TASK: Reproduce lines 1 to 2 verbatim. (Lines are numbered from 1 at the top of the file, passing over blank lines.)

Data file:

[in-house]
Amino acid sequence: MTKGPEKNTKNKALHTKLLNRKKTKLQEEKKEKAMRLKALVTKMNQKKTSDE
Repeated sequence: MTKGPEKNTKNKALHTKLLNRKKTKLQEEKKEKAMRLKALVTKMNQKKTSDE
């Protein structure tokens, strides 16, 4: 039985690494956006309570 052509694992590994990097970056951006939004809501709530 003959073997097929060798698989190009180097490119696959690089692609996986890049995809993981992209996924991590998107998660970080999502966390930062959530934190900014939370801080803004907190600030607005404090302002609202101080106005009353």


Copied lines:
[in-house]
Amino acid sequence: MTKGPEKNTKNKALHTKLLNRKKTKLQEEKKEKAMRLKALVTKMNQKKTSDE